Mixed-race children certainly deserve mirror books, but they also deserve excellent text and illustrations. This one misses...

BEAUTIFUL, WONDERFUL, STRONG LITTLE ME!

This tan-skinned, freckle-faced narrator extols her own virtues while describing the challenges of being of mixed race.

Protagonist Lilly appears on the cover, and her voluminous curly, twirly hair fills the image. Throughout the rhyming narrative, accompanied by cartoonish digital illustrations, Lilly brags on her dark skin (that isn’t very), “frizzy, wild” hair, eyebrows, intellect, and more. Her five friends present black, Asian, white (one blonde, one redheaded), and brown (this last uses a wheelchair). This array smacks of tokenism, since the protagonist focuses only on self-promotion, leaving no room for the friends’ character development. Lilly describes how hurtful racial microaggressions can be by recalling questions others ask her like “What are you?” She remains resilient and says that even though her skin and hair make her different, “the way that I look / Is not all I’m about.” But she spends so much time talking about her appearance that this may be hard for readers to believe. The rhyming verse that conveys her self-celebration is often clumsy and forced, resulting in a poorly written, plotless story for which the internal illustrations fall far short of the quality of the cover image.

Mixed-race children certainly deserve mirror books, but they also deserve excellent text and illustrations. This one misses the mark on both counts. (Picture book. 4-6)

Pub Date: Sept. 14, 2018

ISBN: 978-1-63233-170-0

Page Count: 32

Publisher: Eifrig

Review Posted Online: June 11, 2018

Kirkus Reviews Issue: July 1, 2018

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The percentage of American children who often visit restaurants of the type described may be relatively small, but...

CHEFS AND WHAT THEY DO

Where does the delicious food in a restaurant come from?  

When Mommy and Daddy take you to a restaurant, what happens, and where does the food come from? A chef “makes all that delicious food,” the book explains but not “all by himself”(parenthetically, children are told that a chef might also be a woman). He wears special clothes. He has special tools: different kinds of knives and spoons and pots and mixers. He keeps fresh food, brought in every morning, in a cold-storage room. Sometimes chefs make up new recipes no one has ever tasted before. He puts them on a menu. The chef and his team work hard even before the restaurant is open. When the orders come in, their work really begins. Belgian author and illustrator Slegers’ full-page illustrations of smiling chefs going about their work feature bright cartoons that look much like the babies in her board books. The text, translated from the Dutch, can sound a bit robotic, and adult readers will likely have to explain a few words. However, food-related activities to try with a parent or teacher after the info-story are a plus.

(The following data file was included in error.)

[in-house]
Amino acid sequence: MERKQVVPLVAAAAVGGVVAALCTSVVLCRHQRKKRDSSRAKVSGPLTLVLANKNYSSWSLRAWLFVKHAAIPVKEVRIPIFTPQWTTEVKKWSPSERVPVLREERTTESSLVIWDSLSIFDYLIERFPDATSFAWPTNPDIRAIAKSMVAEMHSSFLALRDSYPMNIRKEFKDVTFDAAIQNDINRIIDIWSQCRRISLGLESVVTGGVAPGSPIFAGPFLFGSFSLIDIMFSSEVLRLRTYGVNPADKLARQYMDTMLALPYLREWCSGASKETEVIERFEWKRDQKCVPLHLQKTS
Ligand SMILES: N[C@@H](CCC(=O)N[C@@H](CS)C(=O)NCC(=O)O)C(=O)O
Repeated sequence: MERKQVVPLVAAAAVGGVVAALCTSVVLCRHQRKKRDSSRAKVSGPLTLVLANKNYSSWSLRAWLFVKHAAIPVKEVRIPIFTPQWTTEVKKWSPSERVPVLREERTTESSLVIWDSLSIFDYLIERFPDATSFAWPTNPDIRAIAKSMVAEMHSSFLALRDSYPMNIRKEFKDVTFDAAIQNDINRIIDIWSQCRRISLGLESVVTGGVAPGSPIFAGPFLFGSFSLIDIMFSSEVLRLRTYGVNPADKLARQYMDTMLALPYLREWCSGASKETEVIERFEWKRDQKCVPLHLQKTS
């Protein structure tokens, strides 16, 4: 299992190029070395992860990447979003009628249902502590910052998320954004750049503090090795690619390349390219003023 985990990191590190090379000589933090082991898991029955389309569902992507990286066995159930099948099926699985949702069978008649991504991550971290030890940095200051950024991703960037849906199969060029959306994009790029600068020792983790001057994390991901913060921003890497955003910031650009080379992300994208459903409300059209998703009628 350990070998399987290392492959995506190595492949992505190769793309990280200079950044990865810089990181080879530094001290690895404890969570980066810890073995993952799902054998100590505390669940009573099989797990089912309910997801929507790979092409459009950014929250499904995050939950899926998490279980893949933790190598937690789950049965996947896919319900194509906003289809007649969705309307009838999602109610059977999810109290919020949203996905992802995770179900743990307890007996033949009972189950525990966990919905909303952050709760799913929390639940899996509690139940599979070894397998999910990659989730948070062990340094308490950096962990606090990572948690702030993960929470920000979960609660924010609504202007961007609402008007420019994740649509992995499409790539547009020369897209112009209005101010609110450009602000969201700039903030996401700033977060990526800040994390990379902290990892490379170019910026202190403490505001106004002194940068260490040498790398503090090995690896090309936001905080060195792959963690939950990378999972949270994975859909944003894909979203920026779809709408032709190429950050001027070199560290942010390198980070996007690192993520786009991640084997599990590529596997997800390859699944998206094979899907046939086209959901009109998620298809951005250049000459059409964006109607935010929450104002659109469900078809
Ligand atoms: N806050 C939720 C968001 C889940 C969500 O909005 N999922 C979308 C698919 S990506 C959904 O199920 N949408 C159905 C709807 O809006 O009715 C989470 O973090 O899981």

The percentage of American children who often visit restaurants of the type described may be relatively small, but blossoming foodies will enjoy learning about activity behind the scenes in a high-end restaurant. (Picture book. 4-6)

Pub Date: April 1, 2014

ISBN: 978-1605371795

Page Count: 32

Publisher: Clavis

Review Posted Online: Feb. 19, 2014

Kirkus Reviews Issue: March 1, 2014

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An early-reader fantasy tale that portrays a strong friendship but lacks drama.

THE LITTLE WITCH'S BIRTHDAY PARTY

Pellico presents a birthday celebration with both familiar and magical elements in this children’s-book sequel.

Sabrina has planned a picture-perfect eighth birthday party for Anna, her new friend. As Sabrina’s other pals begin to arrive, they can hardly contain their excitement to meet the birthday girl, who’s a genuine, magic-wielding witch. Anna and her warlock brother, Drew, amaze the partygoers with a fantastic entrance; they have Anna’s color-changing cat with them, and Drew magically lights the birthday candles. Anna and her sibling are thrilled by the party piñata, the red velvet cake, and the pleasant celebration. When Sabrina and Anna part, they promise to meet again soon, so that Anna can teach her witch pal how to ride a bike and Anna can instruct her nonmagical friend on how to ride a broom. Pellico’s upbeat follow-up fantasy is longer and offers more detail than its predecessor. However, it lacks a strong plot, as the characters have no real problems to overcome. Readers also learn relatively little about Anna and her everyday life. The celebration itself offers a solid balance of fantasy and traditional elements, allowing readers to find joy in both. At times, the text feels cumbersome for an audience of early readers, but the blend of dialogue and narration maintains a good pace. Berry’s full-color illustrations are effective, particularly when depicting Anna’s and Drew’s magical-looking clothing. Once again, this series entry encourages readers to be open to other people’s differences, but its lack of conflict may strike some as unrealistic.

An early-reader fantasy tale that portrays a strong friendship but lacks drama.

Pub Date: Nov. 1, 2020

ISBN: 978-1-73391-305-8

Page Count: 40

Publisher: Moonbow Publishing

Review Posted Online: Feb. 5, 2021

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